When to Seek the Help of a Lactation ConsultantKatlyn Joy |16, June 2010
Breastfeeding may be the most natural act in mothering, but that does not mean it always goes smoothly or easily. While the World Health Organization (WHO) recommends breastfeeding for the first two years of life or longer, and the American Academy of Pediatrics advocates mothers nurse their infants at least one year, only 13.6 percent of infants are exclusively breastfed until six months of age.
Research has shown that mothers who receive more support when breastfeeding difficulties arise are more likely to continue nursing, while those who do not receive support typically wean their babies.
Off to a Good Start
A good time to talk to a lactation consultant is right before or after giving birth. Being prepared for what to expect and how to deal with normal starting problems can be a tremendous help to novice nursing mothers.
Lactation consultants can give mothers tips on how to prevent sore nipples, promote healthy milk production and aid their babies in proper latch-on. Many hospitals have lactation consultants on staff to visit all new nursing moms before they are discharged to go home. This is an ideal time to have someone help with positioning and any questions the new nursing mom may have. While a mother may read plenty of breastfeeding brochures or even books, and looked at countless illustrations displaying techniques, hands-on help is invaluable.
Sore Nipples and Engorgement: Early Weeks of Nursing
Lots of nursing difficulties commonly crop up in the first few weeks of breastfeeding. Sore nipples are a typical complaint for new nursing moms. Many times this can be attributed to improper positioning or latch on and can be very easily corrected.
While your milk supply is becoming established, it's not unusual to experience times of engorgement. Learning how to avoid this and the co-problem of leaking nipples, is another lactation consultant specialty.
Milk Production and Weight Issues
It is not unusual for nursing mothers to worry about their milk supply and whether they are feeding their infants frequently enough, or if baby is getting enough milk at nursing sessions. Lactation consultants can help mothers evaluate how well their babies are doing with the nursing relationship, and what signs indicate a potential problem.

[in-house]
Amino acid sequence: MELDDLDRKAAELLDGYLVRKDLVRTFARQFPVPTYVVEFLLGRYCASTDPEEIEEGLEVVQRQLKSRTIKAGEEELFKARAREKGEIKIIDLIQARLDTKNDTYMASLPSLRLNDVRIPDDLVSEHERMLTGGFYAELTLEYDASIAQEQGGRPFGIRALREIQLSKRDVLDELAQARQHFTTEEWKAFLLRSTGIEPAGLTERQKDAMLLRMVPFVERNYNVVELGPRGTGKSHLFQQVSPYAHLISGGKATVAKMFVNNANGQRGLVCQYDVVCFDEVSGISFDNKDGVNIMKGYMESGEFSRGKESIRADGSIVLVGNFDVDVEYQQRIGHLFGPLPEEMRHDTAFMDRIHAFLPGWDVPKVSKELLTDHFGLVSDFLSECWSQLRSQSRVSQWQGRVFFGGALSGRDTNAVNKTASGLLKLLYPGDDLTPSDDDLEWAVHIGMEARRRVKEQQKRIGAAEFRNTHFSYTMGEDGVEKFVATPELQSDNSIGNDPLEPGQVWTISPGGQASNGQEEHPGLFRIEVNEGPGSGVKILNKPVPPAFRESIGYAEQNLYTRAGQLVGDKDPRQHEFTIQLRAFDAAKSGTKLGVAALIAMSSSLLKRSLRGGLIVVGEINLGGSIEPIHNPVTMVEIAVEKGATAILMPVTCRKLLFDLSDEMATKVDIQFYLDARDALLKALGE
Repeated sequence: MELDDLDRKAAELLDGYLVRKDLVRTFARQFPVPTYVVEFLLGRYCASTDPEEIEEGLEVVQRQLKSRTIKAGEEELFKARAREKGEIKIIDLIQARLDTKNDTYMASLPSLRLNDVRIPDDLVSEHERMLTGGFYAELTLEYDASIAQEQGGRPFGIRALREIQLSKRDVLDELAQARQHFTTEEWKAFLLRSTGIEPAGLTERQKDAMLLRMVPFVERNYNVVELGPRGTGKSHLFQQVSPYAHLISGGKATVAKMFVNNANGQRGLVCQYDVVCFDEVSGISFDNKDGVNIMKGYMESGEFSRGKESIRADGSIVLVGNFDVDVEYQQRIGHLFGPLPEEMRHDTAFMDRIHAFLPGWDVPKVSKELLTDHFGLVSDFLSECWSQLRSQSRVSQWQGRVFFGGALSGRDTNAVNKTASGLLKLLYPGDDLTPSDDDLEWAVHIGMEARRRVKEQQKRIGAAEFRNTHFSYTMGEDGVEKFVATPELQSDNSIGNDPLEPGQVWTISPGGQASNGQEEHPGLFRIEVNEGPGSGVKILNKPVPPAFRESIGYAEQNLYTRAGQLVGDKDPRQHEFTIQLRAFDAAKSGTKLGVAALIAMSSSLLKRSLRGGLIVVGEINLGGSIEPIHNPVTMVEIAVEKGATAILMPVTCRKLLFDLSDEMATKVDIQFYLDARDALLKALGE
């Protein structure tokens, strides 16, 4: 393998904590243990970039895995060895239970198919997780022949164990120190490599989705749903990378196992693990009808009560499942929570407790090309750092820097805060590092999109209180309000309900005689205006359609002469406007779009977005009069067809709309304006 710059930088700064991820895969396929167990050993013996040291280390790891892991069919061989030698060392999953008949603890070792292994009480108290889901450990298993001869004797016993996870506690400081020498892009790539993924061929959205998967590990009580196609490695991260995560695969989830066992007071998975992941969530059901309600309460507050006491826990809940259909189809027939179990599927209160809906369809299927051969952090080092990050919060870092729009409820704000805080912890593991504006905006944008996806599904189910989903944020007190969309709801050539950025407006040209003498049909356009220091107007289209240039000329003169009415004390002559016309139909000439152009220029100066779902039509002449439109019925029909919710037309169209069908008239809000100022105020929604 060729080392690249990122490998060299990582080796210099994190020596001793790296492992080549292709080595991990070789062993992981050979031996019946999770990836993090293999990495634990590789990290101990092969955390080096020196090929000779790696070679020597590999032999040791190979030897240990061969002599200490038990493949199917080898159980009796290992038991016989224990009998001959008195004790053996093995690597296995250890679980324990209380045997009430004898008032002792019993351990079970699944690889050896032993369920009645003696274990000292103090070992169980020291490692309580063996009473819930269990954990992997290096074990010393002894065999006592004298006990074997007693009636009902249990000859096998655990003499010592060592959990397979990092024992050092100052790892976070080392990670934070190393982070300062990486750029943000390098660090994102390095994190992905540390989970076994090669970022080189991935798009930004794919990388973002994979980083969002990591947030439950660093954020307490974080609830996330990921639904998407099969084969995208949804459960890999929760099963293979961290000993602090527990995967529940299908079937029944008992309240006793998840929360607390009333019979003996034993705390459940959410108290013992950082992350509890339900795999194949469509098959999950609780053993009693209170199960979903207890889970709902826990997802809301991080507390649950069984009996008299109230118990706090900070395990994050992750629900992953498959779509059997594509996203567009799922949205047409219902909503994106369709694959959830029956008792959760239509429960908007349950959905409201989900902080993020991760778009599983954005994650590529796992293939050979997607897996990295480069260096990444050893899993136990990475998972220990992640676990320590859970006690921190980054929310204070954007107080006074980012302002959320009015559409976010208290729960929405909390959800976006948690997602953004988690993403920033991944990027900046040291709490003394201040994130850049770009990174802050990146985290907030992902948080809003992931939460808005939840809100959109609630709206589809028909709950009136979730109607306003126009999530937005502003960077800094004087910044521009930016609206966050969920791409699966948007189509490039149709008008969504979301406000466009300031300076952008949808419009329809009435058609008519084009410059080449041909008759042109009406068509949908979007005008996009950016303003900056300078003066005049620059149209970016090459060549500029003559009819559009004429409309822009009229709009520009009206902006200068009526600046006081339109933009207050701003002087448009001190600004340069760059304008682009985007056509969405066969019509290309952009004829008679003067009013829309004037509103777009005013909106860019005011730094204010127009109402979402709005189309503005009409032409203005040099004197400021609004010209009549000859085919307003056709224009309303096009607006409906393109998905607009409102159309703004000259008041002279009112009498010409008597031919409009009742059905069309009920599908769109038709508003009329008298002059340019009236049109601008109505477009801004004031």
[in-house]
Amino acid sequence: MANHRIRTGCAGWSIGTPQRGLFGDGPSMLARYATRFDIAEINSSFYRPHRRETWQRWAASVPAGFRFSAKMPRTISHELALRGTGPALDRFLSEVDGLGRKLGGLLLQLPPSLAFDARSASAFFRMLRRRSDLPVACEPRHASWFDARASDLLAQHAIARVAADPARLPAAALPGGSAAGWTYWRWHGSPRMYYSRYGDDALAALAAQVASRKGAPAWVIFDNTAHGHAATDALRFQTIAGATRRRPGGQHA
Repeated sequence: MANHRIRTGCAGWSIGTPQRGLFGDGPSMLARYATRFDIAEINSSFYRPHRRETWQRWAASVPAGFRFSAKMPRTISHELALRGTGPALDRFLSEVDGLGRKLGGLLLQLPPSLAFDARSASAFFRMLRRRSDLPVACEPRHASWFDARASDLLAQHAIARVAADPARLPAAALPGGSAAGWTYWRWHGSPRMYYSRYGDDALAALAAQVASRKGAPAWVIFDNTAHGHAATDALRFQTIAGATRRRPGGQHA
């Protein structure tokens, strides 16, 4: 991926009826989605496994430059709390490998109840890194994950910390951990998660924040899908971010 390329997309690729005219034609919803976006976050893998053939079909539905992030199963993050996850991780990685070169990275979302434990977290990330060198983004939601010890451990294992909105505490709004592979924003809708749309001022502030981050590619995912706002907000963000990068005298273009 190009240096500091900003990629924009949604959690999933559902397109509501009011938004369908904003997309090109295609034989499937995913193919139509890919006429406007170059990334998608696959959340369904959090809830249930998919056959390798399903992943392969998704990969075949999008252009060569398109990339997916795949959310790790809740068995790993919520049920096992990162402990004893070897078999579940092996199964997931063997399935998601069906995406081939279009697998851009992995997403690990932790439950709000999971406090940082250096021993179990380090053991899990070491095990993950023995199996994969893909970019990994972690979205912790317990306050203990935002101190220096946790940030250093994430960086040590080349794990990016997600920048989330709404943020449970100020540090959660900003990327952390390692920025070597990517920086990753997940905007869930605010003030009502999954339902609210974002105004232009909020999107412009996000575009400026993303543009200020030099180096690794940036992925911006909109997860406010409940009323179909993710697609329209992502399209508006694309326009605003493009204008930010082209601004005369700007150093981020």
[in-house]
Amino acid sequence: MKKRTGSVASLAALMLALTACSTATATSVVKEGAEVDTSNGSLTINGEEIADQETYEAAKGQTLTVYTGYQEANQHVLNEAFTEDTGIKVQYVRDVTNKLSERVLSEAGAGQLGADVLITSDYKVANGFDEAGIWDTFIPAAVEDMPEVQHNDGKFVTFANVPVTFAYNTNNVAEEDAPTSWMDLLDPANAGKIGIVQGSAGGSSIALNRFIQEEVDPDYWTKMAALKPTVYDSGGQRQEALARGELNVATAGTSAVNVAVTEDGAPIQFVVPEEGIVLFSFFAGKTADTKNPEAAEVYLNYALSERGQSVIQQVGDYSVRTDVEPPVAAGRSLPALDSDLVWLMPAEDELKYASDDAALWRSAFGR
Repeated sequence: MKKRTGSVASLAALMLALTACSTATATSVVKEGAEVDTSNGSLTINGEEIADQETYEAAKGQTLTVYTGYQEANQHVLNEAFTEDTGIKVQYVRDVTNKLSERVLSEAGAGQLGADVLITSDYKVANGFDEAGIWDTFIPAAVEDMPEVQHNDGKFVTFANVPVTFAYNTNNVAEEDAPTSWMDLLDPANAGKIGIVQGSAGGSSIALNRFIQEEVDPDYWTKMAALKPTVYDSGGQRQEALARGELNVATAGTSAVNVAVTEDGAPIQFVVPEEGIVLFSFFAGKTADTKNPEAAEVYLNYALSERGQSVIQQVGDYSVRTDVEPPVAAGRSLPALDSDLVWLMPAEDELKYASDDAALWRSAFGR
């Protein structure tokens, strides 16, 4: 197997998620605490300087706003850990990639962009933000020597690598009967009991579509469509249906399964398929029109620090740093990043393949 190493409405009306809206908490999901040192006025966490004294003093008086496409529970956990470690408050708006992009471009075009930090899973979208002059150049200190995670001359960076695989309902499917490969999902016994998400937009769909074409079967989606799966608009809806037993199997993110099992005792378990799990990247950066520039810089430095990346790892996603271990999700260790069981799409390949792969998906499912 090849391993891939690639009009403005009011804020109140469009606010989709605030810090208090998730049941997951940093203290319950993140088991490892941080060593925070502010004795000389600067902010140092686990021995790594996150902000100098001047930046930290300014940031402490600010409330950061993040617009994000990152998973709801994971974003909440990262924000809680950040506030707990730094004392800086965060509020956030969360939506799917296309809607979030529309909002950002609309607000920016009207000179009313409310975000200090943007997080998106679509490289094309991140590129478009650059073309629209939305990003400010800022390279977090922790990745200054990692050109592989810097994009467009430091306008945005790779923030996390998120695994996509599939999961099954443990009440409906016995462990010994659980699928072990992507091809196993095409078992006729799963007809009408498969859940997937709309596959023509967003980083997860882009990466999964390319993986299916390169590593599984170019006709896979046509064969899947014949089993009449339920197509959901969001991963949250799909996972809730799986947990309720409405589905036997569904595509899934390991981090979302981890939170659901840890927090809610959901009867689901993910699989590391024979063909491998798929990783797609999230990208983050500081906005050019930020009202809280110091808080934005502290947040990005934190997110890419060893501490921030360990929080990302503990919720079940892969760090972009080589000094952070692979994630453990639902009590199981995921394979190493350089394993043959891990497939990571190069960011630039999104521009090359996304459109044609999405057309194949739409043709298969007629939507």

Pumping, Bottles and Thrush: Later Problems in Breastfeeding
Many breastfeeding mothers seek out a lactation consultant to help her plan a return to work. Knowing how to deal with a new nursing schedule that may involve pumping breastmilk or supplementing with formula can be overwhelming. Additionally, many lactation consultants can help nursing moms pick a good breast pump or possibly rent them, as well.
Another problem that can crop up later in nursing is thrush or mastitis, infections common to nursing mothers. Neither is cause for quitting nursing, but medication is often necessary. Nursing through the infection is important, but lactation consultants can help mothers know how to best deal with the infections and how to prevent them from reoccurring.
Lactation consultants can also be of special help when unusual health or family situations are present such as baby being premature, having multiples, a child with a medical problem or disability such as Down Syndrome, or even in the case of an adopted child. These situations can make breastfeeding considerably harder work and the support and advice of a professional lactation consultant can be invaluable.
Breastfeeding mothers may have as many questions about stopping nursing as they did at the beginning when they first nursed their babies. Knowing when to stop and how to do it correctly for both baby and mother's best interests are topics a lactation consultant is skilled in.
Finding a Lactation Consultant
To find a certified lactation professional, mothers should ask their ob-gyn or baby's pediatrician, or the nurses at the maternity center or a childbirth educator. You can also contact the International Lactation Consultant Association for area consultants, or your local La Leche League leader for referrals.Katlyn Joy is a freelance writer, and just graduated with a Master's of Arts in Creative Writing. She is mom to seven children, and lives in Denver, Colorado.
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